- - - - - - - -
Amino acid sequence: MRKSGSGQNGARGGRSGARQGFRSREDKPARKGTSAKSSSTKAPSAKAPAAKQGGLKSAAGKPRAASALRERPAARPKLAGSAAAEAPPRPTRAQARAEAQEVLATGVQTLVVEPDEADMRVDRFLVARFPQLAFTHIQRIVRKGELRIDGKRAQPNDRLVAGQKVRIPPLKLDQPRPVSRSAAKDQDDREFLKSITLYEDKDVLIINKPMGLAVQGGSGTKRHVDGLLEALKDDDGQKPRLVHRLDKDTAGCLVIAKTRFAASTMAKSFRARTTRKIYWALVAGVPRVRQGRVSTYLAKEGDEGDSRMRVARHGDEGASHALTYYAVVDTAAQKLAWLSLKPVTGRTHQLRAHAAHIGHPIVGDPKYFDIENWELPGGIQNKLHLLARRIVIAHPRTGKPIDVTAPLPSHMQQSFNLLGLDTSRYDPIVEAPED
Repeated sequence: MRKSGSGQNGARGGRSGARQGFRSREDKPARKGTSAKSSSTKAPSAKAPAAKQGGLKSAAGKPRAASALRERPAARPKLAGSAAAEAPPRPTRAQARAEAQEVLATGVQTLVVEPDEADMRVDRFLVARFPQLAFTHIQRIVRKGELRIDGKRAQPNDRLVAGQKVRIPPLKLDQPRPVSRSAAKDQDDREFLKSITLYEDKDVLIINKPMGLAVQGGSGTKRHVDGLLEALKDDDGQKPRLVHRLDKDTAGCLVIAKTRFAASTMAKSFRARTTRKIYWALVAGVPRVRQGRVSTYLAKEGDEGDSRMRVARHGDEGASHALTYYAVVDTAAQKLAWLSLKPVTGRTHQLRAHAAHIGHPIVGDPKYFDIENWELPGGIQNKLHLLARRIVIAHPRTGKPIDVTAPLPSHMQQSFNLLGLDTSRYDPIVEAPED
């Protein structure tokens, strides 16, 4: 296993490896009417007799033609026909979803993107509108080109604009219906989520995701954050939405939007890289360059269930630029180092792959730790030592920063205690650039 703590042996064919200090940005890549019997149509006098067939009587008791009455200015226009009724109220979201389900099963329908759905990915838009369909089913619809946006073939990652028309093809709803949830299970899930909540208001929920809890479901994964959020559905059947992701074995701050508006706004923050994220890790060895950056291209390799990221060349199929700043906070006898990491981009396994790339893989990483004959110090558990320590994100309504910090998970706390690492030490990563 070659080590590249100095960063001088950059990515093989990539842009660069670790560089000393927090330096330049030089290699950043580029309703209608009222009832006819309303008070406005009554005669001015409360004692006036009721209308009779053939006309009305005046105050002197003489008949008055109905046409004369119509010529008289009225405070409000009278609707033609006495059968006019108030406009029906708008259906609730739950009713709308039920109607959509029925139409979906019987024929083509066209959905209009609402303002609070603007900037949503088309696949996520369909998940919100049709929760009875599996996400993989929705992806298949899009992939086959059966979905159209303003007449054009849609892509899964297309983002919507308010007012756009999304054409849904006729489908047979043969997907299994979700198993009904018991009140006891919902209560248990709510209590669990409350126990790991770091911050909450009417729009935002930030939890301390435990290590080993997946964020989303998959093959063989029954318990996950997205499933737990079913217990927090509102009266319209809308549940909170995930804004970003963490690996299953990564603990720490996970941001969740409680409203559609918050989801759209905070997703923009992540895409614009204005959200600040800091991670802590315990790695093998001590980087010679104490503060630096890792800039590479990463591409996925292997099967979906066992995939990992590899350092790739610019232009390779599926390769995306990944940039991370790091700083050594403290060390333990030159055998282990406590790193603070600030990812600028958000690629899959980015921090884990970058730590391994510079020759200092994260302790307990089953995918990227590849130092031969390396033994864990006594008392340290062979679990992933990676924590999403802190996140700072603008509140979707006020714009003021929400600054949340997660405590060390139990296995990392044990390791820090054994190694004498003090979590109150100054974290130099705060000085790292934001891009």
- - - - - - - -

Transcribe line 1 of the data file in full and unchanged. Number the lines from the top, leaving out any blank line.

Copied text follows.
Amino acid sequence: MRKSGSGQNGARGGRSGARQGFRSREDKPARKGTSAKSSSTKAPSAKAPAAKQGGLKSAAGKPRAASALRERPAARPKLAGSAAAEAPPRPTRAQARAEAQEVLATGVQTLVVEPDEADMRVDRFLVARFPQLAFTHIQRIVRKGELRIDGKRAQPNDRLVAGQKVRIPPLKLDQPRPVSRSAAKDQDDREFLKSITLYEDKDVLIINKPMGLAVQGGSGTKRHVDGLLEALKDDDGQKPRLVHRLDKDTAGCLVIAKTRFAASTMAKSFRARTTRKIYWALVAGVPRVRQGRVSTYLAKEGDEGDSRMRVARHGDEGASHALTYYAVVDTAAQKLAWLSLKPVTGRTHQLRAHAAHIGHPIVGDPKYFDIENWELPGGIQNKLHLLARRIVIAHPRTGKPIDVTAPLPSHMQQSFNLLGLDTSRYDPIVEAPED